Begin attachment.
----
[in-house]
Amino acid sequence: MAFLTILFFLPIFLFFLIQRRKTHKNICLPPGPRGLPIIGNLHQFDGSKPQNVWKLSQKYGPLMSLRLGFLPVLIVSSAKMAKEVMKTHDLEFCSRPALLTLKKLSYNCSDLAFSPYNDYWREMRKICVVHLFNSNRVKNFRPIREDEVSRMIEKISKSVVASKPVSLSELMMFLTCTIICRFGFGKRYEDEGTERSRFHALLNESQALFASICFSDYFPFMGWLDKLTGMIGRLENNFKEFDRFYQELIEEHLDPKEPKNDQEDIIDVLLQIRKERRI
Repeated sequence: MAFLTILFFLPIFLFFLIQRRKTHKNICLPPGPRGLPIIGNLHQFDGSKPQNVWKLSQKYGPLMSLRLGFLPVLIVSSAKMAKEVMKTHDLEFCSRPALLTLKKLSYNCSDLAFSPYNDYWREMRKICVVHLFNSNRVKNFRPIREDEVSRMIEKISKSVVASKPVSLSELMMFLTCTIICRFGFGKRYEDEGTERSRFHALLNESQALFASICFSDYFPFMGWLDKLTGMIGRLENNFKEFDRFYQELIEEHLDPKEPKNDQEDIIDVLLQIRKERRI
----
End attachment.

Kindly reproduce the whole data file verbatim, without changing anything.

[in-house]
Amino acid sequence: MAFLTILFFLPIFLFFLIQRRKTHKNICLPPGPRGLPIIGNLHQFDGSKPQNVWKLSQKYGPLMSLRLGFLPVLIVSSAKMAKEVMKTHDLEFCSRPALLTLKKLSYNCSDLAFSPYNDYWREMRKICVVHLFNSNRVKNFRPIREDEVSRMIEKISKSVVASKPVSLSELMMFLTCTIICRFGFGKRYEDEGTERSRFHALLNESQALFASICFSDYFPFMGWLDKLTGMIGRLENNFKEFDRFYQELIEEHLDPKEPKNDQEDIIDVLLQIRKERRI
Repeated sequence: MAFLTILFFLPIFLFFLIQRRKTHKNICLPPGPRGLPIIGNLHQFDGSKPQNVWKLSQKYGPLMSLRLGFLPVLIVSSAKMAKEVMKTHDLEFCSRPALLTLKKLSYNCSDLAFSPYNDYWREMRKICVVHLFNSNRVKNFRPIREDEVSRMIEKISKSVVASKPVSLSELMMFLTCTIICRFGFGKRYEDEGTERSRFHALLNESQALFASICFSDYFPFMGWLDKLTGMIGRLENNFKEFDRFYQELIEEHLDPKEPKNDQEDIIDVLLQIRKERRI